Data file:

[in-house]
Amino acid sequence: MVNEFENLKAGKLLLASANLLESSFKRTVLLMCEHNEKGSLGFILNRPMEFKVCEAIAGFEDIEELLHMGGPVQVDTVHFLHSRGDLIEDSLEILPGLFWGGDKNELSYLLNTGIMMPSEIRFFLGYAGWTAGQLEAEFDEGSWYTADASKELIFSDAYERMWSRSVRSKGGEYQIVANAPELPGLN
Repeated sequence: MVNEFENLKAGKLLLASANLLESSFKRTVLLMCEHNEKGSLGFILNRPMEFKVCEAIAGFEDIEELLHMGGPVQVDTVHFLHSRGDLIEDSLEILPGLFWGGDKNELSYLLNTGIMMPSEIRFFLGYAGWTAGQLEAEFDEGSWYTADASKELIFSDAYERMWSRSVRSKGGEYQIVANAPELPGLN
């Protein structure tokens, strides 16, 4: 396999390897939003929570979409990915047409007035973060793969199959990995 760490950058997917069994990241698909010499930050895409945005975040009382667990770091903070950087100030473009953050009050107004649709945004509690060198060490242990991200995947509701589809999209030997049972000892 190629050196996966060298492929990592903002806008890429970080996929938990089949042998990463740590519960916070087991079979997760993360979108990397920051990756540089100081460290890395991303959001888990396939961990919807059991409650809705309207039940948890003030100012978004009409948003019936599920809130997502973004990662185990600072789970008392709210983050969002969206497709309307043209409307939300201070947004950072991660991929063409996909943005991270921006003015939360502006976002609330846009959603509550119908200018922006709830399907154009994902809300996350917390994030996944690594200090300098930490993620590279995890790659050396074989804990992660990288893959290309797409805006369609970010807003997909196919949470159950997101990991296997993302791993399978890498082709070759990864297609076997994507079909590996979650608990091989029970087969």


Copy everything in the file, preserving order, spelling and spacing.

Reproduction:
[in-house]
Amino acid sequence: MVNEFENLKAGKLLLASANLLESSFKRTVLLMCEHNEKGSLGFILNRPMEFKVCEAIAGFEDIEELLHMGGPVQVDTVHFLHSRGDLIEDSLEILPGLFWGGDKNELSYLLNTGIMMPSEIRFFLGYAGWTAGQLEAEFDEGSWYTADASKELIFSDAYERMWSRSVRSKGGEYQIVANAPELPGLN
Repeated sequence: MVNEFENLKAGKLLLASANLLESSFKRTVLLMCEHNEKGSLGFILNRPMEFKVCEAIAGFEDIEELLHMGGPVQVDTVHFLHSRGDLIEDSLEILPGLFWGGDKNELSYLLNTGIMMPSEIRFFLGYAGWTAGQLEAEFDEGSWYTADASKELIFSDAYERMWSRSVRSKGGEYQIVANAPELPGLN
């Protein structure tokens, strides 16, 4: 396999390897939003929570979409990915047409007035973060793969199959990995 760490950058997917069994990241698909010499930050895409945005975040009382667990770091903070950087100030473009953050009050107004649709945004509690060198060490242990991200995947509701589809999209030997049972000892 190629050196996966060298492929990592903002806008890429970080996929938990089949042998990463740590519960916070087991079979997760993360979108990397920051990756540089100081460290890395991303959001888990396939961990919807059991409650809705309207039940948890003030100012978004009409948003019936599920809130997502973004990662185990600072789970008392709210983050969002969206497709309307043209409307939300201070947004950072991660991929063409996909943005991270921006003015939360502006976002609330846009959603509550119908200018922006709830399907154009994902809300996350917390994030996944690594200090300098930490993620590279995890790659050396074989804990992660990288893959290309797409805006369609970010807003997909196919949470159950997101990991296997993302791993399978890498082709070759990864297609076997994507079909590996979650608990091989029970087969």